One Waxahachie High School creative writing class has become a safe space for many students. That environment influenced Jordyn Randolph to express the life-changing news she received in November.
Randolph grew up not knowing the ringing in her ears was unusual.
“Sometimes sounds would just dim,” the sophomore explained. “I’d just hear a ringing. You know, kind of like in movies in an explosion scene, and there’s that eerie sound. That’s what it sounds like.”
Doctors diagnosed Randolph with vertigo in November when she also underwent several hearing tests. That was when she found out she would lose her hearing entirely by high school graduation. The results were so serious that doctors encouraged Randolph to start learning sign language.
The day after Randolph learned about her gradual hearing loss, she shared the news with her class. It happened to be the same day her creative writing teacher, Ashley Teague, gave her students an assignment to participate in the New York Times Second Annual Personal Narrative Writing Contest.
“Her emotions were raw and fresh, and she didn’t hold back how she was feeling,” Teague recalled.
Randolph usually enjoys the art of writing, creating fantasy worlds and characters of her own. But this time, she struggled with choosing a “meaningful life experience” to write about. Teague suggested she write about her recent life event to help process her emotions.
Randolph agreed months after her first draft that the writing was indeed therapeutic.
“I’m not the best at expressing my emotions,” Randolph admitted. “I tend to bottle them up and especially something as big as [my hearing loss]. Writing about it made me feel better.”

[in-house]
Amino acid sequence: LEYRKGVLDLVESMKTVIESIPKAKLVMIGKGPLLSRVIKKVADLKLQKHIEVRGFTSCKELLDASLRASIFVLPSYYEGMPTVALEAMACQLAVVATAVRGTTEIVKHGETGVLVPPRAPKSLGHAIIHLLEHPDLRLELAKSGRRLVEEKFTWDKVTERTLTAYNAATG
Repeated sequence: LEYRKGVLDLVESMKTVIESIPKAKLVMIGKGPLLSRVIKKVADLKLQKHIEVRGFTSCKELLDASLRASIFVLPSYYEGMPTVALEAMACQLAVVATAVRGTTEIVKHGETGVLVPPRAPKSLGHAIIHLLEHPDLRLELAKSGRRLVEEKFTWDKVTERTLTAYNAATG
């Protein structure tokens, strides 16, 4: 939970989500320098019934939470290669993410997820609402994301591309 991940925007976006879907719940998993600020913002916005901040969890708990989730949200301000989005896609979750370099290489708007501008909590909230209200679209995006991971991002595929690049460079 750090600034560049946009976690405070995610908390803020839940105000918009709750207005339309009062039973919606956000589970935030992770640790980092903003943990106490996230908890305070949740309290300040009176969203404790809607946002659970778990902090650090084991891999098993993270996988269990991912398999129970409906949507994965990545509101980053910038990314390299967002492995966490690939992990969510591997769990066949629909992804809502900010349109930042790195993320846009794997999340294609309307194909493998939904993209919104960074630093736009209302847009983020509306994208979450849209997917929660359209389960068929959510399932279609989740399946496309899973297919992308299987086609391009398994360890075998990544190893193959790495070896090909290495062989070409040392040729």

Teague said Randolph wrote her first draft immediately, allowing those honest and real emotions and fears to pour out on the page. Each student read and made suggestions for the short story “that made each one of us cry.”
“This kind of vulnerability is a rare sight in a high school classroom, but Jordyn was unafraid to share the true hardships that she was facing in her personal life,” Teague expressed. “I will never forget that bravery and the story she was able to create through it.”
Randolph recalled crying after she had spent time writing one day as she was unsure of what the future held. A friend consoled her and she took the advice to embrace her final years of enjoying the chirping of birds and the sound of a car starting down the street.
Digging deep and deconstructing her emotions into 600 words or less, Randolph’s short story made it through four rounds of the New York Times writing competition. Randolph’s narrative placed in the top 95 stories out of approximately 9,000 entries from across the nation.
Randolph was excited when she read the email naming her as a finalist in the contest and immediately shared the good news with her family.
Randolph sees her writing as a hobby and aspires to earn a degree in aerospace engineering with a minor in Japanese language and literature.
READ JORDYN RANDOLPH’S STORY
Before the Silence Settles